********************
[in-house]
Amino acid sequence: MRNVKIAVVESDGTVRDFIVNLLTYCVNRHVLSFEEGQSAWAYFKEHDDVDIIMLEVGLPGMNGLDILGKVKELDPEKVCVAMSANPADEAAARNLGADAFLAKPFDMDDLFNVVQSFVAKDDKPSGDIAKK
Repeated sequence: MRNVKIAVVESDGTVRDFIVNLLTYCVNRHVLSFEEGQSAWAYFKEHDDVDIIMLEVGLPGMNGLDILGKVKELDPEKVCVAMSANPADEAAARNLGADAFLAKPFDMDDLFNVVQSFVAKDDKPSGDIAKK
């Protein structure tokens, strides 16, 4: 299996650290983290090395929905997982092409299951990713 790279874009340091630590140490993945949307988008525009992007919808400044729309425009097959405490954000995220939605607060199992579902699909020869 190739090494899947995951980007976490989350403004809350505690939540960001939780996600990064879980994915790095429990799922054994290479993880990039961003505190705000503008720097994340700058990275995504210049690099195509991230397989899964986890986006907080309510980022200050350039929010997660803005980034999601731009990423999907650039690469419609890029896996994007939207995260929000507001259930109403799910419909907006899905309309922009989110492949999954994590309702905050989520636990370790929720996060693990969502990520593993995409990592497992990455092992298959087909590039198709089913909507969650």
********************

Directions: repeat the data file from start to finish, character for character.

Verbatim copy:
[in-house]
Amino acid sequence: MRNVKIAVVESDGTVRDFIVNLLTYCVNRHVLSFEEGQSAWAYFKEHDDVDIIMLEVGLPGMNGLDILGKVKELDPEKVCVAMSANPADEAAARNLGADAFLAKPFDMDDLFNVVQSFVAKDDKPSGDIAKK
Repeated sequence: MRNVKIAVVESDGTVRDFIVNLLTYCVNRHVLSFEEGQSAWAYFKEHDDVDIIMLEVGLPGMNGLDILGKVKELDPEKVCVAMSANPADEAAARNLGADAFLAKPFDMDDLFNVVQSFVAKDDKPSGDIAKK
């Protein structure tokens, strides 16, 4: 299996650290983290090395929905997982092409299951990713 790279874009340091630590140490993945949307988008525009992007919808400044729309425009097959405490954000995220939605607060199992579902699909020869 190739090494899947995951980007976490989350403004809350505690939540960001939780996600990064879980994915790095429990799922054994290479993880990039961003505190705000503008720097994340700058990275995504210049690099195509991230397989899964986890986006907080309510980022200050350039929010997660803005980034999601731009990423999907650039690469419609890029896996994007939207995260929000507001259930109403799910419909907006899905309309922009989110492949999954994590309702905050989520636990370790929720996060693990969502990520593993995409990592497992990455092992298959087909590039198709089913909507969650």